Don’t get us wrong: Sex is a normal, healthy, fun part of adult life

Thinking with our nether regions may be natural, but continually acting on those thoughts while the laundry piles up could be the sign of a problem. So how much sex is ideal, and how much is too much?

Research suggests that, for people in relationships, having sex is linked to greater well-being and happiness. But more doesn’t equate with better. People having sex twice a week aren’t any happier than people having it once a week. (Don’t worry, they’re not less happy either.) Muise A, et al. (2015). Sexual frequency predicts greater well-being, but more is not always better.

Which leads to the question: Is it possible that doing the deed too much can interfere with a happy, healthy life?

If a rabid sexual appetite isn’t related to a new infatuation, it could be part of a more serious issue.

If your sexual impulses feel out of control, or you’re having sex to avoid feeling lonely or depressed, or you’re having sex despite risky consequences (like contracting a sexually transmitted infection (STI) or losing a partner), this might be the sign of a problem.

Sex obsession – sometimes called hypersexuality, compulsive sexual behavior, or sex addiction – is a murky topic. Some research supports the idea that sex addiction is a psychiatric disorder, but other reports suggest the subject is still up for debate. Blum K, et al. (2015). Hypersexuality addiction and withdrawal: Phenomenology, neurogenetics and epigenetics. DOI: /cureus.348] [Walton MT, et al. (2017). Hypersexuality: A critical review and introduction to the “sexhavior cycle.” DOI: /s10508-017-0991-8

A study published in 2013 suggests that much of the time, hypersexuality is really just high desire and not necessarily a disorder. Steele VR, et al. (2013). Sexual desire, not hypersexuality, is related to neurophysiological responses elicited by sexual images. DOI: /snp.v3i0.20770

Of course, there’s no right way to go about sex, and the preferred amount varies from person to person

Regardless, if sex is being used as a substitute for dealing with a real issue, it’s time to consult a doctor or therapist that specializes in the area of sexual health.

  • Can I manage my sexual impulses?
  • Am I distressed by my sexual behaviors?
  • Is my sexual behavior hurting my relationships, affecting my work, or resulting in negative consequences, such as getting arrested?
  • Do I try to hide my sexual behavior?

At the end of the day, it comes down to quality over quantity. Having sex daily doesn’t mean it’s too much, as long as both partners are into it and no one’s getting hurt.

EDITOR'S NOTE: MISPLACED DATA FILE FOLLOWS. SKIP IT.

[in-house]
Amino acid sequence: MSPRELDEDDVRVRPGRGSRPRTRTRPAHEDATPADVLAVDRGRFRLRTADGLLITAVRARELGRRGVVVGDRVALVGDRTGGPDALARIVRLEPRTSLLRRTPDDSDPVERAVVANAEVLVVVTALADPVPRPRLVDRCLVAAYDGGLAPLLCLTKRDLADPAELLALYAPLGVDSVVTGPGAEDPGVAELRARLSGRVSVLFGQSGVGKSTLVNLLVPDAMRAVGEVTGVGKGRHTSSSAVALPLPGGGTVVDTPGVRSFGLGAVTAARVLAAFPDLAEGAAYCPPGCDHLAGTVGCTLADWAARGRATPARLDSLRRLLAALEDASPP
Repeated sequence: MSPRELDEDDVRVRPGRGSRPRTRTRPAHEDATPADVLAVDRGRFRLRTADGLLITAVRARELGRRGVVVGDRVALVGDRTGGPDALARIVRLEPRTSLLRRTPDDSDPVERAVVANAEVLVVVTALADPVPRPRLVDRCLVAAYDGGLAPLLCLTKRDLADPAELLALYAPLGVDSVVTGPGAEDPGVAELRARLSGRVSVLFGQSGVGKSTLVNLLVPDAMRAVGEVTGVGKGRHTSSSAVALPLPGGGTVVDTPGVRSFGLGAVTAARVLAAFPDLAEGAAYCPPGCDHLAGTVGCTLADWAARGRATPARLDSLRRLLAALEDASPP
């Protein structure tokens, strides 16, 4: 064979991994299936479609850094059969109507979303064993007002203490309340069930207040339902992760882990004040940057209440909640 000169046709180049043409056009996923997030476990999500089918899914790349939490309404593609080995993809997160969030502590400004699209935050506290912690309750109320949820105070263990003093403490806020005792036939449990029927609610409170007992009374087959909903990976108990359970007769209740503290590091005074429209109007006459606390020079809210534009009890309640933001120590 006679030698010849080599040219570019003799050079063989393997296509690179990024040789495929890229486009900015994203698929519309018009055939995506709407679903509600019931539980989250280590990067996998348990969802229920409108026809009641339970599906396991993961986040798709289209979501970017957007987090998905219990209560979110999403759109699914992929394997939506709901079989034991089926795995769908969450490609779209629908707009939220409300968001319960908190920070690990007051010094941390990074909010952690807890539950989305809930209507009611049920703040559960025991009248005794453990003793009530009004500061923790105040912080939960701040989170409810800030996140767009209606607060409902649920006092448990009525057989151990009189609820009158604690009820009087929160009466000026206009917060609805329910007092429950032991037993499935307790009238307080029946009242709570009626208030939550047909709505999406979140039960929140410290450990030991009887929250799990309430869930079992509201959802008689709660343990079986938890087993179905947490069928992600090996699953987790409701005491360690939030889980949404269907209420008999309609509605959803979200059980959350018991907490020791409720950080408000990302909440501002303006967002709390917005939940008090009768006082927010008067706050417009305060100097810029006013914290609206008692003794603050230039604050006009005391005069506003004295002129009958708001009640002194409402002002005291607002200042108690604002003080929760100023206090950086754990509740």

But if you’re having a lot of sex and one person feels more satisfied than the other (read: is having more orgasms), sex can start to feel like a chore for the less-satisfied party.

According to recent research, Americans in their 20s had sex an average of about 80 times per year, and those in their 60s about 20 times per year. Twenge, JM, et al. (2017). erican adults, 1989–2014. DOI: /s10508-017-0953-1

Sexual behavior expert Barry McCarthy, PhD, suggests that once or twice a week makes for a healthy sex life. But during the infatuation stage (aka the honeymoon stage, when two people can’t stop thinking about each other), you might have sex every chance you can get.

But keep in mind, with all that action, sex can get a bit uncomfortable. After all, vaginas don’t stay lubricated eternally. If you’re having pain or numbness, it’s smart to call it quits for the night. And keep a bottle of lubricant on hand for rough or marathon sessions.

For a fulfilling sex life that’s just right, it’s helpful to be honest and open with your partner about how frequently you’d like to be getting it on

And that doesn’t mean it needs to be a boring discussion. Telling your partner about your desires – in specific terms – can be highly erotic. In fact, some research shows that couples who communicate about sex are more sexually satisfied and happier in their relationships.

In fact, greater sexual communication has been associated with more frequent orgasms for women. Jones AC, et al. (2017). The role of sexual communication in couples’ sexual outcomes: A dyadic path analysis. DOI:/jmft.12282

As unsexy as it sounds, it may even be smart to schedule sex so the lower libido partner doesn’t feel pressured, and the higher libido partner doesn’t feel rejected.

That said, if you ever feel overwhelmed by the kind or amount of sex you’re having, stand up for yourself. According to Planned Parenthood, pressuring someone to have sex or do something sexually they don’t want to do is a form of abuse called sexual coercion.

Don’t stay quiet if you feel uncomfortable. And if your partner’s not receptive to your asking for them to chill a little, talk to someone who can help or walk away. Sexual coercion is no joke.

Having sex on the regular is part of a healthy, normal adult life. But when sex gets in the way of your day-to-day, it might be time to seek professional help from a derican Association of Sexuality Educators, Counselors, and Therapists (AASECT) offers a nationwide directory of certified therapists who specialize in human sexuality.

Our appetites for sex grow and shrink https://besthookupwebsites.org/militarycupid-review/, and successful couples need to manage those ups and downs. Sometimes libidos will match up, but when they don’t, we need to take responsibility for our sexuality by enjoying ourselves by ourselves. The answer may lie in our very own hands.